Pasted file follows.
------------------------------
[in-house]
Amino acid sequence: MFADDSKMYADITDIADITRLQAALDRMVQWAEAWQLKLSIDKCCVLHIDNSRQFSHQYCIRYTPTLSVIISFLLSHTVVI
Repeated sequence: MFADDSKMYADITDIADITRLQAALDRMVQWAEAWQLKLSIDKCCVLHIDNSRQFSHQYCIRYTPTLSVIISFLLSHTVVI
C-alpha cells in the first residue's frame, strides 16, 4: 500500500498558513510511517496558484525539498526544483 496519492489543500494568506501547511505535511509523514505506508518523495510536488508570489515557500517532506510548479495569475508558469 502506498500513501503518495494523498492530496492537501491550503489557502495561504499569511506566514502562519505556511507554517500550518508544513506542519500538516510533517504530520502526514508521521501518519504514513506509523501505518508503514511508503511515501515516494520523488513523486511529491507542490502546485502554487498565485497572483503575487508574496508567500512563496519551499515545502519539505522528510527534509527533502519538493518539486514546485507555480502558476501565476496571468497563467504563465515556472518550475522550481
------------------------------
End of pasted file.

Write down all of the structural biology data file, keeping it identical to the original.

[in-house]
Amino acid sequence: MFADDSKMYADITDIADITRLQAALDRMVQWAEAWQLKLSIDKCCVLHIDNSRQFSHQYCIRYTPTLSVIISFLLSHTVVI
Repeated sequence: MFADDSKMYADITDIADITRLQAALDRMVQWAEAWQLKLSIDKCCVLHIDNSRQFSHQYCIRYTPTLSVIISFLLSHTVVI
C-alpha cells in the first residue's frame, strides 16, 4: 500500500498558513510511517496558484525539498526544483 496519492489543500494568506501547511505535511509523514505506508518523495510536488508570489515557500517532506510548479495569475508558469 502506498500513501503518495494523498492530496492537501491550503489557502495561504499569511506566514502562519505556511507554517500550518508544513506542519500538516510533517504530520502526514508521521501518519504514513506509523501505518508503514511508503511515501515516494520523488513523486511529491507542490502546485502554487498565485497572483503575487508574496508567500512563496519551499515545502519539505522528510527534509527533502519538493518539486514546485507555480502558476501565476496571468497563467504563465515556472518550475522550481